The Human Cost of War: Southern Population and Family Structure in the Era of the American Civil War

Research output: ThesisMaster's Thesis

Abstract

Although it is well known that the American Civil War resulted in the death of over 620,000 men of military age, little is known about the war's long-term demographic and social consequences. This dissertation uses newly created IPUMS samples of the 1850, 1860, 1870, and 1880 federal censuses to investigate the impact of the American Civil War on white birth rates and the timing and incidence of white marriage. Despite the large number of men killed in the conflict, demographic analysis indicates that the war had no lasting impact on women's marriage prospects. The war did cause a short-term deficit of approximately 1.2 million white births, but birth rates soon returned to the level predicted by their long-term trend. Although the wartime birth deficit was smaller in absolute numbers in the South than in the North, the percentage of the expected number of births was almost two times larger because of the South's smaller population base. The difference probably reflects the higher proportion of southern men who participated and died in the Civil War than northern men, and the greater economic stresses and uncertainties in the Confederate South. The dissertation also examines the long-term decline in nineteenth-century birth rates in more detail than has been heretofore possible. Estimates are made of sex- and age-specific census underenumeration, and the results are used to help construct own-child estimates of total fertility and total marital fertility. The results suggest that white women in the United States not effectively truncating childbearing until after 1850. In 1860, however, white women in the Northeast census divisions were limiting their number of births, and women in other northern regions began controlling fertility soon thereafter. There is no clear evidence that white women in the South, however, were practicing effective stopping behavior as late as 1880. In addition to region, a number of demographic and economic factors were found to be correlated with marital fertility, including age, occupation of spouse, land availability, and proxies of religion and religiosity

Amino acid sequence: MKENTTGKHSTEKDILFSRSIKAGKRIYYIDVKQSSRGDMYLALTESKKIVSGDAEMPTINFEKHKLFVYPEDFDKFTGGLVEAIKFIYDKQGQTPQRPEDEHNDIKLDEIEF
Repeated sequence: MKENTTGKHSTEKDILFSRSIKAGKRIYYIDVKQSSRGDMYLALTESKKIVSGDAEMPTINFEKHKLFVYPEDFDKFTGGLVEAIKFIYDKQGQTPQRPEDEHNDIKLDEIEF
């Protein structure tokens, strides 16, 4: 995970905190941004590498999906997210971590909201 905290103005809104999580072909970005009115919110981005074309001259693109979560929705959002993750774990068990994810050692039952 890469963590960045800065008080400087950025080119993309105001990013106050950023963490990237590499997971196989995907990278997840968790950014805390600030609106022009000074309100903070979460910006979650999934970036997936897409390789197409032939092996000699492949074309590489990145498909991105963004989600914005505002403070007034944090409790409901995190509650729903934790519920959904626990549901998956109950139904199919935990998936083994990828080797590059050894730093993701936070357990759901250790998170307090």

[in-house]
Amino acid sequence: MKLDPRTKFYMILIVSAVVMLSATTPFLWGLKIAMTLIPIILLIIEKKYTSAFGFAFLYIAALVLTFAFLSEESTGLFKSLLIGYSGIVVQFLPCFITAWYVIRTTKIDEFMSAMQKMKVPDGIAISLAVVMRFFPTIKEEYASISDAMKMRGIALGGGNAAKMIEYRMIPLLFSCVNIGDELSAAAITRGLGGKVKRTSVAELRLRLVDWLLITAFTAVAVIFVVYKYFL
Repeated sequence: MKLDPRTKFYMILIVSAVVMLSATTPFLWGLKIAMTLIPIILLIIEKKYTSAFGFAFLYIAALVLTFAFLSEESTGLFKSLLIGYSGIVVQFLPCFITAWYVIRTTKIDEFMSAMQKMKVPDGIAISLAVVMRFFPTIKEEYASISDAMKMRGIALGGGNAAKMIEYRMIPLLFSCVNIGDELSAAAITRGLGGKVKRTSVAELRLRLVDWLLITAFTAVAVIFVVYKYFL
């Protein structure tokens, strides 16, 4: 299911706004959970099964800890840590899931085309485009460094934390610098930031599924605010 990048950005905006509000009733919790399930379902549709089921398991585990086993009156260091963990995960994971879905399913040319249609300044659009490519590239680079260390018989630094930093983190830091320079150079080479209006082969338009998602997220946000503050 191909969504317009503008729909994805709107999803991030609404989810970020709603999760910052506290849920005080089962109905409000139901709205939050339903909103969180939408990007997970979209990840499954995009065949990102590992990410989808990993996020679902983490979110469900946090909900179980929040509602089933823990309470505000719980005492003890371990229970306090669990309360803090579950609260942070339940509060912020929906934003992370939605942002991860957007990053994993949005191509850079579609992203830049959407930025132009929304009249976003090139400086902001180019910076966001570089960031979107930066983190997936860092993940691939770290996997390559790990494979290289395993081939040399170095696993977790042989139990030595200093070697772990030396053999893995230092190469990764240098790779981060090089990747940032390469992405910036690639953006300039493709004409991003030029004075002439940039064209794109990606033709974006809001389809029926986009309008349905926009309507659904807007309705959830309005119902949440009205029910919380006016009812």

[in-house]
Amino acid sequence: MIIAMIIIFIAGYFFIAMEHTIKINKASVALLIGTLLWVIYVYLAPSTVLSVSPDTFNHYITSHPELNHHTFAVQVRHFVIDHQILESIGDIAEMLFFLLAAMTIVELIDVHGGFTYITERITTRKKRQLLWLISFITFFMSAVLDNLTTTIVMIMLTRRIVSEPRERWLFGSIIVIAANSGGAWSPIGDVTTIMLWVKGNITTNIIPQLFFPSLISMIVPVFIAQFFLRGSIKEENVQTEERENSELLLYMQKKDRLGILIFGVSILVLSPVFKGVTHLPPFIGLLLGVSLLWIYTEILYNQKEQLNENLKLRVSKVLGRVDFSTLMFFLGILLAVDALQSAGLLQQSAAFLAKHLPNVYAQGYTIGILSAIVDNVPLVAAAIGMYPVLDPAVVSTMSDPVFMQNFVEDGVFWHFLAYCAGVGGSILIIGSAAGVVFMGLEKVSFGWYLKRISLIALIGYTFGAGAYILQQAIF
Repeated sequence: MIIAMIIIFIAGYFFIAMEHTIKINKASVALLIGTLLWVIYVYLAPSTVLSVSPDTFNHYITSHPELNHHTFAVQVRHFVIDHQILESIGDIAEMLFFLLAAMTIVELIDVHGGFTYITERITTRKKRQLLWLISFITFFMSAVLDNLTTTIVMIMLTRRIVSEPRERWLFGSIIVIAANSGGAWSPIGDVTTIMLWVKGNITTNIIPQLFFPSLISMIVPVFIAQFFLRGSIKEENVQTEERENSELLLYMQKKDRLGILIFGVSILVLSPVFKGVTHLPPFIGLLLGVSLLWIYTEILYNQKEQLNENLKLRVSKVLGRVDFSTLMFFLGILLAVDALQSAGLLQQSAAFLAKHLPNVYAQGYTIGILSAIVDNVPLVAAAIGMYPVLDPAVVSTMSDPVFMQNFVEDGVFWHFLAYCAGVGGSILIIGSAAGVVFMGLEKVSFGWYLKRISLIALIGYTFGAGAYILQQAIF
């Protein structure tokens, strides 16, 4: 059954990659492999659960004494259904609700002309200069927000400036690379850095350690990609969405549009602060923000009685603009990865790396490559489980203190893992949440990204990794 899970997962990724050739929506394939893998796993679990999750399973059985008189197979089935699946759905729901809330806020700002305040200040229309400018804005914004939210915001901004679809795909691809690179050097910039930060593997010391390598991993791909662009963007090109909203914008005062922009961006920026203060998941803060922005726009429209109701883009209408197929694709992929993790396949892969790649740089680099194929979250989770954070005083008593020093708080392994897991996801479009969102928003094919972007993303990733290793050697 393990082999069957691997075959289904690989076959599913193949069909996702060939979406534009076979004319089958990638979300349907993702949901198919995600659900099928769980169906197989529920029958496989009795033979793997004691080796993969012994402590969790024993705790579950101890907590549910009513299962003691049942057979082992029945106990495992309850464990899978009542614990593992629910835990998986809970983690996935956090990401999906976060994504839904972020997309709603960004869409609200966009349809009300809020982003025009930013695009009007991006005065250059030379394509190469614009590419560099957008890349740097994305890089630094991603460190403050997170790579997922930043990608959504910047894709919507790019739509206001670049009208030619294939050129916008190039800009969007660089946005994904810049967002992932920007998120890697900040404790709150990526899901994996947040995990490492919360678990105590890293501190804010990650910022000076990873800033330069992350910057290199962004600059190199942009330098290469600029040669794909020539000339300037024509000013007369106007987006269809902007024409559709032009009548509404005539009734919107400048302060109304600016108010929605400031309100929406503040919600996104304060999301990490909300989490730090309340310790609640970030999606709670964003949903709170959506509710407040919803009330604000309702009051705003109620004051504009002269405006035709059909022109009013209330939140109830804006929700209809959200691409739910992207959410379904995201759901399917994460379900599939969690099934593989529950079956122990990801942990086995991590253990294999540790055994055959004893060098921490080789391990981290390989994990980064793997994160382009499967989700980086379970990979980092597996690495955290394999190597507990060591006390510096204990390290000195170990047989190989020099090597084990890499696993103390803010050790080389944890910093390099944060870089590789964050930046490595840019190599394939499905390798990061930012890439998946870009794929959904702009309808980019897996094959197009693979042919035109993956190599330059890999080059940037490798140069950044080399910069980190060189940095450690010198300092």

Original languageEnglish (US)
Place of PublicationMinneapolis, MN
StatePublished - 2000

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American Civil War
Family Structure
Costs
Fertility
Demographics
Census
Birth Rate
Marriage
Economics
Religiosity
Uncertainty
Military
Proportion
Confederate
Civil War
Religion
Causes
Northeast
Wartime

Cite this

@phdthesis{b48d46f8ece8412c9904e6b38699231c,
title = "The Human Cost of War: Southern Population and Family Structure in the Era of the American Civil War",